Connect with us

Markets

Aussie Job-Market Slack Deepens as Participation at 10-Year Low

Published

on

Aussie Job-Market
  • Aussie Job-Market Slack Deepens as Participation at 10-Year Low

Australia’s labor-market slack deepened in October as the participation rate slumped to the weakest level in a decade, reinforcing a lack of inflation highlighted by record-low wage gains.

The data represent a conundrum for a central bank trying to look through weak price pressures and focus instead on the headline rates of unemployment and economic growth to justify leaving interest rates unchanged at 1.5 percent.

Key Points

  • Employment rose 9,800 from September, when it dropped a revised 29,000; economists forecast a 16,000 gain in October
  • The jobless rate held at 5.6 percent; economists forecast 5.7 percent
  • Full-time jobs jumped by 41,500, rebounding from a 74,300 plunge in September; part-time employment fell by 31,700
  • Participation rate was unchanged from a revised 64.4 percent; economists predicted 64.6 percent
  • The Australian dollar bought 74.78 U.S. cents at 12:44 p.m. in Sydney from 74.90 cents before the report

Australia’s labor market has suffered a slump in participation this year, signaling more spare capacity than improved hiring and unemployment data suggest. The central bank, meanwhile, has cited the jobless rate and solid economic growth — although largely fueled by population gains and surging resource exports — as reasons for optimism on the outlook. It’s essentially waiting to see which way the economy breaks, particularly after a rebound in commodity prices that’s injecting additional cash.

Economist Takeaways

* “The bottom-line is that there will be no change in interest rates anytime soon,” said Craig James, a senior economist at the securities unit of Commonwealth Bank of Australia. “The economy softened mid-year due to Brexit and the federal election. And recently there was caution ahead of the U.S. election.”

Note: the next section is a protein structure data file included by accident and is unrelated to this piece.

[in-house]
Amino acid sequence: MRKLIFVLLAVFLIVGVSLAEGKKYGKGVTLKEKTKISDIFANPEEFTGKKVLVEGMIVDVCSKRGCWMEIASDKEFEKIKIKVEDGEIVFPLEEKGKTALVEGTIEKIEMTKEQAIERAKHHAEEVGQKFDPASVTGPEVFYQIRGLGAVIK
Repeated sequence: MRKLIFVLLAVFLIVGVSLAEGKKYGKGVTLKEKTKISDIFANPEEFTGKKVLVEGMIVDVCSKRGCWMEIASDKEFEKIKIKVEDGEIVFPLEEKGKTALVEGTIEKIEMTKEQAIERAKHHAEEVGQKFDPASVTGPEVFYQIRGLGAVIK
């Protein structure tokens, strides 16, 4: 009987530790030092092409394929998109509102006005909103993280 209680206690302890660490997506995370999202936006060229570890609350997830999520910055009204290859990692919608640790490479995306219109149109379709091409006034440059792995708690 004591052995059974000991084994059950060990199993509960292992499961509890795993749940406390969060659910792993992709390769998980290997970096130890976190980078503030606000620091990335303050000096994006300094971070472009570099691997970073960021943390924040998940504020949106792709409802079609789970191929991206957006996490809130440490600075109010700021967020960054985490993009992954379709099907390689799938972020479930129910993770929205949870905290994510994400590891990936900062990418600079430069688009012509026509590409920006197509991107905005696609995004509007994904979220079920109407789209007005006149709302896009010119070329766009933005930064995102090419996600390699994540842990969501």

* “Sizeable revisions to September’s figures meant that the annual rate of employment growth fell to a two-year low of 0.9 percent year-on-year,” said Kate Hickie, an assistant economist at Capital Economics. “This will do little to allay growing concerns about the health of the labor market.”

Other Details

At a state and territory level, unemployment either held steady or fell everywhere except Western Australia, the center of the nation’s mining boom that’s been hit hard by falling resource investment. Central bank Governor Philip Lowe says the boom is now 80 percent unwound, so the drag on the state should ease.

Unemployment fell to 5.8 percent from 6.2 percent in Queensland, heartland of the nation’s coal industry that’s enjoying a price bonanza; the state is also heavily geared to tourism that’s booming amid a weaker currency.

The southeastern state of Victoria, which is recording the country’s fastest population growth, added the most jobs in October with 20,500. The state, which is recording the country’s fastest population growth, also saw the biggest gains over the past six months.

CEO/Founder Investors King Ltd, a foreign exchange research analyst, contributing author on New York-based Talk Markets and Investing.com, with over a decade experience in the global financial markets.

Crude Oil

Oil Posts 2% Gain for the Week Despite India Virus Surge

Published

on

Crude Oil - Investors King

Oil prices steadied on Friday and were set for a weekly gain against the backdrop of optimism over a global economic recovery, though the COVID-19 crisis in India capped prices.

Brent crude futures settled 0.28% higher at $68.28 per barrel and U.S. West Texas Intermediate (WTI) crude advanced 0.29% to $64.90 per barrel.

Both Brent and WTI are on track for second consecutive weekly gains as easing restrictions on movement in the United States and Europe, recovering factory operations and coronavirus vaccinations pave the way for a revival in fuel demand.

In China, data showed export growth accelerated unexpectedly in April while a private survey pointed to strong expansion in service sector activity.

However, crude imports by the world’s biggest buyer fell 0.2% in April from a year earlier to 40.36 million tonnes, or 9.82 million barrels per day (bpd), the lowest since December.

In the United States, the world’s largest oil consumer, jobless claims have dropped, signalling the labour market recovery has entered a new phase as the economy recovers.

The recovery in oil demand, however, has been uneven as surging COVID-19 cases in India reduce fuel consumption in the world’s third-largest oil importer and consumer.

“Brent came within a whisker of breaking past $70 a barrel this week but failed at the final hurdle as demand uncertainty dragged on prices,” said Stephen Brennock at oil brokerage PVM.